Case Studies

The Highway 169/I-494 Interchange Reconstruction

A Performance-based Design

The Minnesota Department of Transportation (MnDOT) recently introduced the product of a two-year reconstruction in Bloomington. The interchange between Highway 169 and Interstate 494 returned to full function in November 2012 after a $128 million project wrapped up on the crossroads. The necessary changes were identified and approved in 2003, but state funding had to be redirected to more critical repair projects. In 2009 MnDOT approved a design-build plan from joint venture partners C.S. McCrossan (McCrossan) and Edward Kraemer & Sons (EKS). The project is classified as a best-value design-build in which a proposer is awarded the contract based on low-cost, high-benefit solutions and innovative design.

“There are a lot of stakeholders on this project,” says Randy Reiner, construction manager for McCrossan. “We were working with three cities: Bloomington, Edina and Eden Prairie. We were coordinating several different agendas while working with MnDOT as our primary owner. The first six months were spent in lots of design coordination meetings.”

Reiner has decades of experience in construction, and his expansive knowledge and strong leadership skills played an integral role in the project’s success. “I was running backhoes at age seven,” he explains. “I graduated from college 25 years ago and I’ve been with McCrossan for 18 of those years. It’s an exciting place. We’re privately owned and we perform a large variety of complex work. I’m a civil engineer, so I get to design quite a bit of temporary works for the company when we have the need.” Outside of project management, Reiner serves as the company’s structural division manager.

Complex Specs

Reiner notes that this is one of the most complex projects he has been involved in throughout all of his time with McCrossan. “Coordination has been critical,” he explains. “The first year was dancing around the underground utilities and installing a new storm sewer, sanitary sewer and water main. We had to work hand in hand with utility owners on a daily basis and then there was the challenge of a government shutdown in the middle of it. All work was shut down for three weeks in the summer, but we overcame it. Our scheduling was a huge success and we’ve stood by a two-year completion commitment for this project.”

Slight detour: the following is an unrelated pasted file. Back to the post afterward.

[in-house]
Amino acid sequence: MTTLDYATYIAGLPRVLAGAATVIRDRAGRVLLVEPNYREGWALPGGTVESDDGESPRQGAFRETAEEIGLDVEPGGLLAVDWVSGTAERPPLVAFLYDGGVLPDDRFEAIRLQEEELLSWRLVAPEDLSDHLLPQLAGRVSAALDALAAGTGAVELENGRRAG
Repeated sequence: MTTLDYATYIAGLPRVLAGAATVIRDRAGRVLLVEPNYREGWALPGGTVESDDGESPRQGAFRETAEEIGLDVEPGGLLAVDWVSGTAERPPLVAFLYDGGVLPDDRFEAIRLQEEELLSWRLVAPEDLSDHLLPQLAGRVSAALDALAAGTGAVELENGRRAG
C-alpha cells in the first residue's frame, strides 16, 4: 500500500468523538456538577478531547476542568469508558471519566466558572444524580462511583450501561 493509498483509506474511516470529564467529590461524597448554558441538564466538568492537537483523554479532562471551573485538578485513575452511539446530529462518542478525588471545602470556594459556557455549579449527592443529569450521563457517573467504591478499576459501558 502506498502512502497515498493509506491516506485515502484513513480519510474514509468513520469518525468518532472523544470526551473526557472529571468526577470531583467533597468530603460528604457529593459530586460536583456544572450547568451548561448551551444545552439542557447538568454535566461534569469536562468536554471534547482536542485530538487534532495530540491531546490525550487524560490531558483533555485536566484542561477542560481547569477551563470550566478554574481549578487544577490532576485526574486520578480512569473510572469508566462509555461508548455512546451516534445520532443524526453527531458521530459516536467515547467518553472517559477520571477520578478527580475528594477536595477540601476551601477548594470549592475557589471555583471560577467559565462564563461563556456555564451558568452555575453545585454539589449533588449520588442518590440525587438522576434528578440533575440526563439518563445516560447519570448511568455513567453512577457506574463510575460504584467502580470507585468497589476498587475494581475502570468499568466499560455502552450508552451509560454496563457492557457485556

The design-build project included a total reconstruction of the major highway interchange between state Highway 169 and Interstate 494. “New construction includes 12 bridges, six roundabouts, over two miles of retaining wall and 25 lane-miles of roadway with curb and gutter and miles of utilities,” says Reiner. “We were fortunate in that last year’s warm winter was advantageous for earthwork. We were able to advance the project, and then 2012 stayed fairly dry.”

The completed project offers huge benefits for travelers now utilizing the corridor. The interchange was rebuilt with separated local connections, and traffic signals have been removed to increase efficient travel. The highway has been outfitted with better drainage and water quality facilities, as well as noise/visual barrier walls to mitigate noise and glare. The bridges optimize design safety features to cut down on ice danger. “Two of the bridges on this project have an anti-icing system to help prevent ice formation on the road,” says Reiner.

Building a Team

McCrossan and EKS worked with a number of subcontractors on the project. “We self-performed about 50 percent of the work,” notes Reiner. “We worked with a few major engineering companies: Jacobs Engineering, the primary designer, who we contracted for the overall design at $12 million; TKDA as a sub-consultant to design roundabouts and some bridges; and Braun Engineering for quality control, at a cost of about $4 million.”

The general contractors on the projects opted for highest quality and value-added subcontractors for everything from electrical work to laying turf. “There are a number of factors we take into account,” says Reiner. “We like to work with people we’ve worked with in the past, but we also look at pricing, disadvantaged business goals, schedule and resource availability and make an effort to employ those firms with the best combination that will ensure success. All of our subcontractors need to be bonded and insured.”

The project was broken down into multiple taskforces. Divided by function, the design, visual quality, maintenance and traffic divisions worked diligently and cooperatively to put the interchange together. With so many components, organization became integral. Every step was critical and needed to be first approved by MnDOT along with city stakeholders’ review.

The project wrapped up in late November 2012, and Highway 169 has been converted into a freeway by eliminating three stoplights. The local roads remained open, albeit to a limited extent, throughout construction; this compromise allowed continued usage for travelers, while offering a safe work environment to the professionals on site.

What was formerly one of the worst traffic bottlenecks in the region has transitioned into a smooth-operating interchange. C.S. McCrossan and Edward Kraemer & Sons came in on time and on budget. With major commercial and industrial businesses close by, the completed interchange presents better transportation options to individuals and businesses. The Highway 169/ I-494 Interchange has proven a great success through the vision and collective effort of many regional designers and contractors.

Published on: April 25, 2013


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